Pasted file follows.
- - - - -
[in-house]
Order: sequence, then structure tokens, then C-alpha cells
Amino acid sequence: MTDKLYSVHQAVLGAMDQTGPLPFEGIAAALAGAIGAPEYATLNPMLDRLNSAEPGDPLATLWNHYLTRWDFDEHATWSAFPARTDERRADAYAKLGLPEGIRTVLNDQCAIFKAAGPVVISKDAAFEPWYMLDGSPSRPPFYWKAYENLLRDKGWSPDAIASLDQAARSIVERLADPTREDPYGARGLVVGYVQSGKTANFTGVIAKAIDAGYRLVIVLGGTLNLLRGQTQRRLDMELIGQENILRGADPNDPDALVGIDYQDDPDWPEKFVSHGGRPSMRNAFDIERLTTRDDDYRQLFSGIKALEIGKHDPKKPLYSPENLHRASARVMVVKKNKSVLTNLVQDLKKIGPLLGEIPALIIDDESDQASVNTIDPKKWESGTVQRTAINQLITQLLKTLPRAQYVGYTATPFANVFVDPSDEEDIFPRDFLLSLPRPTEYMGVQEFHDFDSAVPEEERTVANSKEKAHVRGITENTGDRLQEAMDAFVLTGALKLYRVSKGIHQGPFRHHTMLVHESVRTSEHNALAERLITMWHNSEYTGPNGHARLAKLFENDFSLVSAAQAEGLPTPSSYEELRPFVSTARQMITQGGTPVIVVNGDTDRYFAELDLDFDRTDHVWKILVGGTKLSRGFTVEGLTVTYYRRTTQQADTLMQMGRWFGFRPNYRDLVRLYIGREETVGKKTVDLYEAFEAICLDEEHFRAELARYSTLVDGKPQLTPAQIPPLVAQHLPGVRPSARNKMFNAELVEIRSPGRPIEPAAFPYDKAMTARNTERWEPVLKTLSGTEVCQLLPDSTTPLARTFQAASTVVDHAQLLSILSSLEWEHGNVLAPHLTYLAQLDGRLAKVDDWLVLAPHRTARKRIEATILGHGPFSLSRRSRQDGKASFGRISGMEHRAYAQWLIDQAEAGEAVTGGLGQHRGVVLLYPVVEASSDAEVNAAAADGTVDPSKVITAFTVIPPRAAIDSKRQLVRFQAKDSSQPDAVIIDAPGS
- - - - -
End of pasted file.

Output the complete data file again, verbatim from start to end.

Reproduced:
[in-house]
Order: sequence, then structure tokens, then C-alpha cells
Amino acid sequence: MTDKLYSVHQAVLGAMDQTGPLPFEGIAAALAGAIGAPEYATLNPMLDRLNSAEPGDPLATLWNHYLTRWDFDEHATWSAFPARTDERRADAYAKLGLPEGIRTVLNDQCAIFKAAGPVVISKDAAFEPWYMLDGSPSRPPFYWKAYENLLRDKGWSPDAIASLDQAARSIVERLADPTREDPYGARGLVVGYVQSGKTANFTGVIAKAIDAGYRLVIVLGGTLNLLRGQTQRRLDMELIGQENILRGADPNDPDALVGIDYQDDPDWPEKFVSHGGRPSMRNAFDIERLTTRDDDYRQLFSGIKALEIGKHDPKKPLYSPENLHRASARVMVVKKNKSVLTNLVQDLKKIGPLLGEIPALIIDDESDQASVNTIDPKKWESGTVQRTAINQLITQLLKTLPRAQYVGYTATPFANVFVDPSDEEDIFPRDFLLSLPRPTEYMGVQEFHDFDSAVPEEERTVANSKEKAHVRGITENTGDRLQEAMDAFVLTGALKLYRVSKGIHQGPFRHHTMLVHESVRTSEHNALAERLITMWHNSEYTGPNGHARLAKLFENDFSLVSAAQAEGLPTPSSYEELRPFVSTARQMITQGGTPVIVVNGDTDRYFAELDLDFDRTDHVWKILVGGTKLSRGFTVEGLTVTYYRRTTQQADTLMQMGRWFGFRPNYRDLVRLYIGREETVGKKTVDLYEAFEAICLDEEHFRAELARYSTLVDGKPQLTPAQIPPLVAQHLPGVRPSARNKMFNAELVEIRSPGRPIEPAAFPYDKAMTARNTERWEPVLKTLSGTEVCQLLPDSTTPLARTFQAASTVVDHAQLLSILSSLEWEHGNVLAPHLTYLAQLDGRLAKVDDWLVLAPHRTARKRIEATILGHGPFSLSRRSRQDGKASFGRISGMEHRAYAQWLIDQAEAGEAVTGGLGQHRGVVLLYPVVEASSDAEVNAAAADGTVDPSKVITAFTVIPPRAAIDSKRQLVRFQAKDSSQPDAVIIDAPGS